Prep for Parenting Your Modern Family

Posted on June 25th, 2018, 0 Comments

How Much Moodiness is Normal?

Most teens are moody. Everyone knows that. But how much moodiness is normal?

New data released by the CDC last week show that teen depression – which has been increasing for a decade – is continuing to rise. In the past year, 31.5% of high school students reported feeling sad or hopeless almost every day for two weeks or more in a row. Yet, we parents are often painfully slow to acknowledge the warning signs of depression in our teens – especially when compared to the attention we give other disease symptoms.

Part of our hesitation can be explained by the fact that teen depression is a relatively new diagnosis. Until the 1980’s psychiatrists didn’t think that adolescent brains were mature enough for an adult illness like depression. Plus until the mid-80’s there were no safe, effective drugs to treat depression in teens. So historically speaking, doctors were reluctant to diagnose the illness in teens and quick to dismiss teen moodiness as part of normal adolescent development.

But we parents can also hesitate to acknowledge the warning signs because none of us would choose for our teen to have depression. Given the choice between, “My teen is a moody kid” and “My teen has a potentially life-threatening illness” we’ll pick the first. The second is too scary.

Try This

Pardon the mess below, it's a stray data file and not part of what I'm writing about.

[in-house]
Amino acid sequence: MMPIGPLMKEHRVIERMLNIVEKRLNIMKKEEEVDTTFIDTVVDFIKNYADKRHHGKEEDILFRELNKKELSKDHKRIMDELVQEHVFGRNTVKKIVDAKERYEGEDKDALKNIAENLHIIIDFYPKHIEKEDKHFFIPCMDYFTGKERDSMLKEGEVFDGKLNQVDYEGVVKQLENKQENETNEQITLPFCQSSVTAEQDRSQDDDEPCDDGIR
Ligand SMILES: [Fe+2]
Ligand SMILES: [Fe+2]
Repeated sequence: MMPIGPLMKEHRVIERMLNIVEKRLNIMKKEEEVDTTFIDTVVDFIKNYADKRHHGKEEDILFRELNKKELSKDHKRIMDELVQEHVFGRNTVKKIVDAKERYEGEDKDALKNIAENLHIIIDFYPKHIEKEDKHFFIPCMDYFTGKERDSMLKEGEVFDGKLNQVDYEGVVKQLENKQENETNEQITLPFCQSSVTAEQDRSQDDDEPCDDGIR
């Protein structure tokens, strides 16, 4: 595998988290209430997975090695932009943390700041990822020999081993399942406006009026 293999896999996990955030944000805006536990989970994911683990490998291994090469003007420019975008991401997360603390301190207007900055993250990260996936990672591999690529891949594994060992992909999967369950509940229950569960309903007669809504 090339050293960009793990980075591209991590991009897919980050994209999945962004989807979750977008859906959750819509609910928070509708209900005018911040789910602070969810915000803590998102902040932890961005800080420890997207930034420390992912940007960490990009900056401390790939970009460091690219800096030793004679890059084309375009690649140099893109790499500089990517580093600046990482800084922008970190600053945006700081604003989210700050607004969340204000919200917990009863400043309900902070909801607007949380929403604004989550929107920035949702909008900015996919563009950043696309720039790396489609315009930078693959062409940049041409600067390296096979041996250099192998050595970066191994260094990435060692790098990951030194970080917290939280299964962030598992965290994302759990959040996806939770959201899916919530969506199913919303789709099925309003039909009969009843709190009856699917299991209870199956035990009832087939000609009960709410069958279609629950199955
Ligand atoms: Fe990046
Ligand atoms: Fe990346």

How much moodiness is normal and how much is a sign of depression? With teen depression on the rise, more parents are asking themselves this question.

To monitor your teen for signs of depression, look for changes in three main areas:

Changes in Mood
Feeling sad or low
Feeling nothing or a lack of enjoyment in formerly pleasurable activities

Changes in Physical Symptoms
An increase or decrease in appetite, leading to a change in weight
Sleeplessness or not being able to get out of bed in the morning
Not being able to focus or concentrate
Having little or no energy
Feelings of agitation or restlessness, sometimes relieved by self-medication via drugs, alcohol, or self-harm

Changes in Self-Attitude
A loss of confidence or self-esteem
Feelings of worthlessness

Note: Although most people have experienced one or more of these symptoms in their lives, to diagnose depression, psychiatrists look for a cluster of symptoms that last for at least two weeks, interfering with a person’s functioning socially, academically, or emotionally.

(Karen Swartz, psychiatrist and director of clinical programs at the Johns Hopkins Mood Disorders Center)

Bottom Line
Adolescent depression is a common illness among teens that is often not recognized. There are effective, safe therapies and medications to treat it. But if left untreated, depression can have dire consequences.

So be on the lookout for warning signs in your teen. When you ask them how they’re doing, also ask them how they’re feeling. Get help if worrisome symptoms persist. And be sure that your teen knows that if they’re concerned about themself or a friend, they can talk to you about it.

Selected Sources and Resources
The Rise of Teen Depression by Joe Sugarman in Johns Hopkins Health Review; Fall/Winter 2017
Youth Risk Behavior Survey: Data Summary & Trends Report 2007-2017

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